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Edmund Clerihew Bentley
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    (July 10, 1875-March 30, 1956)
    Born in London, United Kingdom
    Humorist and poet
    Wrote the detective novel 'Trent's Last Case' (1913)
    Developed the clerihew: a humorous four-line poem about a famous person using an AABB rhyme pattern and irregular meter and line lengths
    Published three volumes of clerihews: 'Biography for Beginners' (1905), 'More Biography' (1929) and 'Baseless Biography' (1939)
    Bentley's own favorite clerihew:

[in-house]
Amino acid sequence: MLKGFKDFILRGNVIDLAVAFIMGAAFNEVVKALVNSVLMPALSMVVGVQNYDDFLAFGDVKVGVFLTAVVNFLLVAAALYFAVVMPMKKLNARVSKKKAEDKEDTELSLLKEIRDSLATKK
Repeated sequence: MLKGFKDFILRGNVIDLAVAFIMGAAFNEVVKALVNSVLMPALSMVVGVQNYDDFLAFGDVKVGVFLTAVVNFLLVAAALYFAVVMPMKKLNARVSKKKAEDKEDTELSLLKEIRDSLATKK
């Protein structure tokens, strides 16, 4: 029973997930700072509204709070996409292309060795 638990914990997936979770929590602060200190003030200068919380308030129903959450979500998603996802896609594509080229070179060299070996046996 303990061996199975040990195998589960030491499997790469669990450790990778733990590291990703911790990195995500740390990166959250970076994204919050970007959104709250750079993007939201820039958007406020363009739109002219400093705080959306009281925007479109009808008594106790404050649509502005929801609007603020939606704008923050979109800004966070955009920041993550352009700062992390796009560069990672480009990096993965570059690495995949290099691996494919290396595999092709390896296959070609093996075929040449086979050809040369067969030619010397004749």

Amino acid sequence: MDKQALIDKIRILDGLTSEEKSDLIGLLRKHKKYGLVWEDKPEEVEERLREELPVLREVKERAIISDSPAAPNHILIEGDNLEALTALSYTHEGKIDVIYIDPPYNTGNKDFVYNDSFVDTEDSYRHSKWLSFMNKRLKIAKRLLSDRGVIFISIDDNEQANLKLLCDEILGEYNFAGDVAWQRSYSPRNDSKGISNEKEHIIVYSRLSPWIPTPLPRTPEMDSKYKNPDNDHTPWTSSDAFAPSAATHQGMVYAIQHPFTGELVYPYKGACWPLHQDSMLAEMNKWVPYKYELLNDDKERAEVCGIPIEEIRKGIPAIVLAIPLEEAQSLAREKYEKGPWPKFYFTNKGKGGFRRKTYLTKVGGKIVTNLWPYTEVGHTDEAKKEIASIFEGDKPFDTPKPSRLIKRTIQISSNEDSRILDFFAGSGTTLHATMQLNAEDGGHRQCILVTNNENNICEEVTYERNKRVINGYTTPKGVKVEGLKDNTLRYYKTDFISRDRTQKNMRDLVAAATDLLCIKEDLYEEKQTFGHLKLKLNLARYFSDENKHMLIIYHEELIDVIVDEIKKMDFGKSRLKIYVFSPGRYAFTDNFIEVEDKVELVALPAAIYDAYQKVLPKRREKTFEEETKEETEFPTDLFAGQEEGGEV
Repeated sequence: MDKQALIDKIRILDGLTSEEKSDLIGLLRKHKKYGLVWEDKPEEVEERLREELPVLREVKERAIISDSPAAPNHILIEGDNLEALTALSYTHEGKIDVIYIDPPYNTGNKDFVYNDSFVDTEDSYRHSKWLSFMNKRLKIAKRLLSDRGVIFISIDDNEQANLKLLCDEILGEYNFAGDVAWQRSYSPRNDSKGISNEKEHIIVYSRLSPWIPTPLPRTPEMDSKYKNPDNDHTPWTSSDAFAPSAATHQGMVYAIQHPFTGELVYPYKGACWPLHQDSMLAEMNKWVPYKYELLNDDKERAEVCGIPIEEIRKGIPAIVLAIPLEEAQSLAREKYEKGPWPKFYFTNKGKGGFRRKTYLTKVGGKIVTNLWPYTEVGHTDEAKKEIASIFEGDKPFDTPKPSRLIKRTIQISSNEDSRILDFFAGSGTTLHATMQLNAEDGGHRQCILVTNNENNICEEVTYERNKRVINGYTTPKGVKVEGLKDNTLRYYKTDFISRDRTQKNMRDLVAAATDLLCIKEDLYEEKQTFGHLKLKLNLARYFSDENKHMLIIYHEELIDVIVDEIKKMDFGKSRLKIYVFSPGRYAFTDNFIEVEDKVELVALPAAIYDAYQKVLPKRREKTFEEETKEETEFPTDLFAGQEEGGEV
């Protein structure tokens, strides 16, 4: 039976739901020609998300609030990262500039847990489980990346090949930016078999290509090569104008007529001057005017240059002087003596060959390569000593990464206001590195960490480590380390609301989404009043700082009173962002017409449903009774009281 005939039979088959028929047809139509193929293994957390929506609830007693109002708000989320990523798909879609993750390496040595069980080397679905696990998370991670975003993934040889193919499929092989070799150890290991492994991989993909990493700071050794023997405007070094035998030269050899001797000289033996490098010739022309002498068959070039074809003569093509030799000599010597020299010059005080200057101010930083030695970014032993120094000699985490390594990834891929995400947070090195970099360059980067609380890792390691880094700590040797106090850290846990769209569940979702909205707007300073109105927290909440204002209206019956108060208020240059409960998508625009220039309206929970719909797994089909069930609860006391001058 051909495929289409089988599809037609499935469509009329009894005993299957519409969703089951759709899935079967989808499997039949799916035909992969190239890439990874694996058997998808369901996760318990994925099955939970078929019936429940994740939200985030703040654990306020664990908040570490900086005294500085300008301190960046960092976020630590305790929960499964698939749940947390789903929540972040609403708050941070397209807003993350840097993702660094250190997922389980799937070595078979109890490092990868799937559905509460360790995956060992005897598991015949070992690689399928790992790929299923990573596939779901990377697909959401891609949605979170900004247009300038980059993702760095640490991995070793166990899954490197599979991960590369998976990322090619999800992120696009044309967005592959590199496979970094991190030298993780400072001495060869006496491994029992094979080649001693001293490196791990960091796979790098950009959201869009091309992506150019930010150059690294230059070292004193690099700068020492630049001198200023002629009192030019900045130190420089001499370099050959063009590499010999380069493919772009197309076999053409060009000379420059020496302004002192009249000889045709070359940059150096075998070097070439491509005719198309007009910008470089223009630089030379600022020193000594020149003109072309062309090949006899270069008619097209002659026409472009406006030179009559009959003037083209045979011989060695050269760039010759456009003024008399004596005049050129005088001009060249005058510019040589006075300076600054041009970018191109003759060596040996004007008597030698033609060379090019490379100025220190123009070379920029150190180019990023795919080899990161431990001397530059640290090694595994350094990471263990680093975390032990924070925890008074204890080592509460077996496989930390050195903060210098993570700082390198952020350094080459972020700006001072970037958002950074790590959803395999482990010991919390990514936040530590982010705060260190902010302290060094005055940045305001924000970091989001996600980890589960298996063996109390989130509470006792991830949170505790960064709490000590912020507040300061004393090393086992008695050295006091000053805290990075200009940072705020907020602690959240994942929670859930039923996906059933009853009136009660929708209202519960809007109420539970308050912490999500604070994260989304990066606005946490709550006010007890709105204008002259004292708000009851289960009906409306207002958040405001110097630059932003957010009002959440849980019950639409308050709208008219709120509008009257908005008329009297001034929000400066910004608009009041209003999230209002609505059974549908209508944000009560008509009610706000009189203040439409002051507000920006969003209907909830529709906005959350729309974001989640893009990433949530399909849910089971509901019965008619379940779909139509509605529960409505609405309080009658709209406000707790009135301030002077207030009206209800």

Sir Christopher Wren
    Said 'I am going to dine with some men
    If anyone calls
    Say I am designing St. Paul's'
    He originally studied law before giving it up for journalism.
    Despite what the title implies, 'Trent's Last Case' has a sequel.
    Why the heck are they called 'clerihews' instead of 'bentleys'?
    At St. Paul's School, he became a lifelong friend of G.K. Chesterton, who illustrated 'Biography for Beginners' and dedicated 'The Man Who Was Thursday' to Bentley.
    He was president of the Oxford Debating Society.
    Dorothy L. Sayers praised 'Trent's Last Case' as the beginning of the modern mystery novel, citing its complex plot, realism and lack of purple prose.

Credit: C. Fishel

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